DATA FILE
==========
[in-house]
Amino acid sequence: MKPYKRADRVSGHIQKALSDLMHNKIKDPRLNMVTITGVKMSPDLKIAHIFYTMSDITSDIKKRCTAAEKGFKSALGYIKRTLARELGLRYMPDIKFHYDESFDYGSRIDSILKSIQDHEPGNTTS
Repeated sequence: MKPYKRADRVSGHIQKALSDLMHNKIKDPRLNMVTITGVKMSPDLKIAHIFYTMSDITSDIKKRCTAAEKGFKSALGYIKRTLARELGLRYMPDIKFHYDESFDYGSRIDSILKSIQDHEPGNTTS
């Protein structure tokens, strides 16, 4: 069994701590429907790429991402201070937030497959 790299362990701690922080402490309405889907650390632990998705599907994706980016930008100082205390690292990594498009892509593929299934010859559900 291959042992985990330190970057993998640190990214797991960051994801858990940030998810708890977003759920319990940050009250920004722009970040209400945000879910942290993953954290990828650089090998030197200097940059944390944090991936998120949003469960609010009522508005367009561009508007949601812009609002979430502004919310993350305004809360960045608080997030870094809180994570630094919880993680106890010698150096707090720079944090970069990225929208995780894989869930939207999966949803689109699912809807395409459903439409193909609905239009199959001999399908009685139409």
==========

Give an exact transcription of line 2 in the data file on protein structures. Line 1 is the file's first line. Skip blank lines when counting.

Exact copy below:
Amino acid sequence: MKPYKRADRVSGHIQKALSDLMHNKIKDPRLNMVTITGVKMSPDLKIAHIFYTMSDITSDIKKRCTAAEKGFKSALGYIKRTLARELGLRYMPDIKFHYDESFDYGSRIDSILKSIQDHEPGNTTS